BACKGROUND: Previous studies concerning humidified, heated high-flow nasal oxygen delivered in spontaneously breathing patients postulated an increase in functional residual capacity as one of its physiological effects. It is unclear wheter this is also true for patients under general anesthesia. METHODOLOGY: The sincle-center noninferiority trial was registered at ClinicalTrials.gov (NCT NCT03478774). This secondary outcome analysis shows estimated differences in lung volume changes using electrical impedance tomography between different flow rates of 100% oxygen in apneic, anesthetized and paralyzed adults prior to intubation. One hundred and twenty five patients were randomized to five groups with different flow rates of 100% oxygen: i) minimal-flow: 0.25 l.min-1 via endotracheal tube; ii) low-flow: 2 l.min-1 + continuous jaw thrust; iii) medium-flow: 10 l.min-1 + continuous jaw thrust; iv) high-flow: 70l.min-1 + continuous jaw thrust; and v) control: 70 l.min-1 + continuous video-laryngoscopy. After standardized anesthesia induction with non-depolarizing neuromuscular blockade, the 15-minute apnea period and oxygen delivery was started according to the randomized flow rate. Continuous electrical impedance tomography measurements were performed during the 15-minute apnea period. Total change in lung impedance (an estimate of changes in lung volume) over the 15-minute apnea period and times to 25%, 50% and 75% of total impedance change were calculated. RESULTS: One hundred and twenty five patients completed the original study. Six patients did not complete the 15-minute apnea period. Due to maloperation, malfunction and artefacts additional 54 measurements had to be excluded, resulting in 65 patients included into this secondary outcome analysis. We found no differences between groups with respect to decrease in lung impedance or curve progression over the observation period. CONCLUSIONS: Different flow rates of humidified 100% oxygen during apnea result in comparable decreases in lung volumes. The demonstrated increase in functional residual capacity during spontaneous breathing with high-flow nasal oxygenation could not be replicated during apnea under general anesthesia with neuromuscular blockade.


Assuntos
Apneia , Pulmão , Adulto , Apneia/terapia , Impedância Elétrica , Humanos , Pulmão/diagnóstico por imagem , Medidas de Volume Pulmonar , Oxigênio , Oxigenoterapia , Tomografia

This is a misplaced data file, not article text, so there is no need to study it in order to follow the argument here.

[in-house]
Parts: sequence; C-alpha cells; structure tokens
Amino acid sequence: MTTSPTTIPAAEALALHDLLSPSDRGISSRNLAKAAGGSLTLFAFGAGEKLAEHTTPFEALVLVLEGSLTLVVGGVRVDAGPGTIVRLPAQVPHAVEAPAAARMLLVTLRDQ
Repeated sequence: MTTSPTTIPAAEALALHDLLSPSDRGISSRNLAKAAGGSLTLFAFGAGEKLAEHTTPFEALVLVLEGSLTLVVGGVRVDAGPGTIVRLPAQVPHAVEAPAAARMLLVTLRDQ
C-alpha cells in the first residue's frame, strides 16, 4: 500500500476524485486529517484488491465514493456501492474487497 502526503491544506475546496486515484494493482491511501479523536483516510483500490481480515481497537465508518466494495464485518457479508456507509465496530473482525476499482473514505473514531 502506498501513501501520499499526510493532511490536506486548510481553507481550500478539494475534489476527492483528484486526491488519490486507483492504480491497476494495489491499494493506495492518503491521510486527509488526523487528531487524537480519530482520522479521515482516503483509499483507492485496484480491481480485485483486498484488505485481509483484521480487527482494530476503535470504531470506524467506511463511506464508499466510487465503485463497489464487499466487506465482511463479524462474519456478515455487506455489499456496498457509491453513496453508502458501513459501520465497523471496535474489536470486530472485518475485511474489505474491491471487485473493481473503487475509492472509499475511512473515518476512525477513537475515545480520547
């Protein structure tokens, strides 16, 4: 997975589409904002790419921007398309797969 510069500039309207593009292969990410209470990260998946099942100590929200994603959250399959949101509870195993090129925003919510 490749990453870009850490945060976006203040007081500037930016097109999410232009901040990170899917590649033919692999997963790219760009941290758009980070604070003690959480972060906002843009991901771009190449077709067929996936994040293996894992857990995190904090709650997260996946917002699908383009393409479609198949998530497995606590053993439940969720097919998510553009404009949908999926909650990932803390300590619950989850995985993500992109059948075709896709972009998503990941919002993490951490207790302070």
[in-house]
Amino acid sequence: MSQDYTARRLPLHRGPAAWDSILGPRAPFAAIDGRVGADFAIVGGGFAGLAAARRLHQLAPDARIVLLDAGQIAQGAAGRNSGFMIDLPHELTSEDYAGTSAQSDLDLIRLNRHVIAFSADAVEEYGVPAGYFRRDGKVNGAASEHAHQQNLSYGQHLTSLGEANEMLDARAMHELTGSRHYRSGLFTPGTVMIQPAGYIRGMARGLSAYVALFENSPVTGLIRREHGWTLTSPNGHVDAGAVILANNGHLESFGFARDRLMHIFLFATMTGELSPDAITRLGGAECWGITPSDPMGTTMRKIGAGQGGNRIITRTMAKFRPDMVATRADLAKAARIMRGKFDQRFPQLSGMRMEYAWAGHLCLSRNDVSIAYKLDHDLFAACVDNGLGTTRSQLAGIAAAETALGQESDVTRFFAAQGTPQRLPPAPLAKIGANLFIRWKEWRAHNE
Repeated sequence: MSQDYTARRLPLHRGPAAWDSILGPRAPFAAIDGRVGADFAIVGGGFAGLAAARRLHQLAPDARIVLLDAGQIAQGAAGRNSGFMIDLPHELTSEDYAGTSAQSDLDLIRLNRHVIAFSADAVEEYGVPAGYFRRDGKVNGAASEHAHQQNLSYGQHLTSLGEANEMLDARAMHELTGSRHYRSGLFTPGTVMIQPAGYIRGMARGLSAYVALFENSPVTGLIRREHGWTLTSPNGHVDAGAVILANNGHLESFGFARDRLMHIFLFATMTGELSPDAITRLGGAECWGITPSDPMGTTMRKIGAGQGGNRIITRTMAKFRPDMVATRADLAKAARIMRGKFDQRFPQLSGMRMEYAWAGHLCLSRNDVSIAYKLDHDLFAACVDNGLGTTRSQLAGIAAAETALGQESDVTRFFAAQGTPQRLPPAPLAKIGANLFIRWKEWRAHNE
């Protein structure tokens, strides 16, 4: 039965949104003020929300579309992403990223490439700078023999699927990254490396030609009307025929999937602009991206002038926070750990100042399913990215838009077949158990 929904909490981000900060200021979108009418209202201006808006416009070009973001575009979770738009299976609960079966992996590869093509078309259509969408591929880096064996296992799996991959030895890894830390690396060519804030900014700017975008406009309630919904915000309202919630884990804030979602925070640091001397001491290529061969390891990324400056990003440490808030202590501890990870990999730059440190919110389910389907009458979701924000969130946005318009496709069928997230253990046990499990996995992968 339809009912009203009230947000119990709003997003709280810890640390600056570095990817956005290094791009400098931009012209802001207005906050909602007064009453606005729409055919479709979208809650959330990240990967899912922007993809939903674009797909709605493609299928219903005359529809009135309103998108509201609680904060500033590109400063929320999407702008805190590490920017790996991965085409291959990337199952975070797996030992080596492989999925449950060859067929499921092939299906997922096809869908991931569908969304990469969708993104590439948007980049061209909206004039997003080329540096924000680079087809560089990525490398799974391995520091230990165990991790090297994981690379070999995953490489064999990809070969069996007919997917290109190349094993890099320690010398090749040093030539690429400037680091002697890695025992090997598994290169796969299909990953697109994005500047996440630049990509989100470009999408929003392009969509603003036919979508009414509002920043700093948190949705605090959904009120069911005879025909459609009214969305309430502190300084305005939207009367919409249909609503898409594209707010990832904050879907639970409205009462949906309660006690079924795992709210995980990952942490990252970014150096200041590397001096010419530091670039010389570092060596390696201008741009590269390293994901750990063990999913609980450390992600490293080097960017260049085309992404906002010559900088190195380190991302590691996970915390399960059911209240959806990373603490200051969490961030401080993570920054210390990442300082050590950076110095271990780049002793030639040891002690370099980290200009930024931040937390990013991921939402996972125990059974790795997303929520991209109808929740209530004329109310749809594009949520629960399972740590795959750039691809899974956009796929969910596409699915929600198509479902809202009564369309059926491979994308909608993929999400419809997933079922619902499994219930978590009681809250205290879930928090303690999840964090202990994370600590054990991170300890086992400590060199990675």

4.
Prague Med Rep ; 123(3): 140-165, 2022.
Artigo em Inglês | MEDLINE | ID: mdl-36107444

RESUMO

Before coronavirus disease 2019 (COVID-19) emerged, proning had been demonstrated to improve oxygenation in those with acute hypoxic respiratory failure and be performed in non-intensive care settings. This benefit was further exemplified by the COVID-19 pandemic, leading to awake prone positioning (APP). We assessed the efficacy of routine APP versus standard care in preventing death and invasive mechanical ventilation (IMV) in non-intubated hypoxic COVID-19 patients. PubMed, Cochrane Library, Scopus, and medRxiv databases were used from January 1st, 2020, to January 15th, 2022, to identify randomized controlled trials (RCTs). Routine APP group were encouraged to be self-prone, whereas the standard care group received care according to local clinical practice and allowed APP crossover as rescue therapy. We included eight COVID-19 RCTs assessing 809 APP vs. 822 standard care patients. APP group had less IMV requirement (26.5% vs. 30.9%; OR - odds ratio 0.77; P=0.03) than the standard care group, with subgroup analysis showing greater benefit (32.5% vs. 39.1%; OR 0.75; P=0.02) for those mainly requiring oxygen support of non-invasive mechanical ventilation (NIMV) and high-flow nasal cannula (HFNC). The time to IMV initiation was similar (mean 8.3 vs. 10.0 days; P=0.66) for patients requiring NIMV and HFNC. Patients mainly receiving supplemental oxygen and non-rebreather masks had improved oxygenation parameters, although not statistically significant. Other outcomes involving all-cause hospital mortality, hospital and ICU (intensive care unit) length of stay, and adverse events were comparable. APP appeared to be an important modality for reducing IMV requirements, especially in those requiring NIMV and HFNC.


Assuntos
COVID-19 , Síndrome do Desconforto Respiratório , COVID-19/terapia , Humanos , Oxigênio , Oxigenoterapia/efeitos adversos , Decúbito Ventral , Ensaios Clínicos Controlados Aleatórios como Assunto , Vigília
5.
Turk J Pediatr ; 64(4): 648-657, 2022.
Artigo em Inglês | MEDLINE | ID: mdl-36082639

RESUMO